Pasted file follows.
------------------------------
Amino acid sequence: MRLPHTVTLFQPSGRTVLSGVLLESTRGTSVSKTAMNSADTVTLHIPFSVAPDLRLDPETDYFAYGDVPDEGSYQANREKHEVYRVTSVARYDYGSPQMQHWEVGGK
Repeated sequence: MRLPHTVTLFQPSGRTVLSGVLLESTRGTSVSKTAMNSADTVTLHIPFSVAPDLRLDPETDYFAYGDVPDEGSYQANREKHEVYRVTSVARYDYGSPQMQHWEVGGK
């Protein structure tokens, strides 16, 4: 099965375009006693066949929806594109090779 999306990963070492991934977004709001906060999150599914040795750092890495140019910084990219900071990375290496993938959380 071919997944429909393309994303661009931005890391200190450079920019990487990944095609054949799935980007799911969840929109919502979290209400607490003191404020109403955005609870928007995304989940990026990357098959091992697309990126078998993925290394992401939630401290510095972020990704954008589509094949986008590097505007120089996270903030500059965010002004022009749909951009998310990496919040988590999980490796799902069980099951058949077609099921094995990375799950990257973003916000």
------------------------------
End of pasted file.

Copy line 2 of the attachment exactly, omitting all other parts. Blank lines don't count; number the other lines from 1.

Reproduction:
Repeated sequence: MRLPHTVTLFQPSGRTVLSGVLLESTRGTSVSKTAMNSADTVTLHIPFSVAPDLRLDPETDYFAYGDVPDEGSYQANREKHEVYRVTSVARYDYGSPQMQHWEVGGK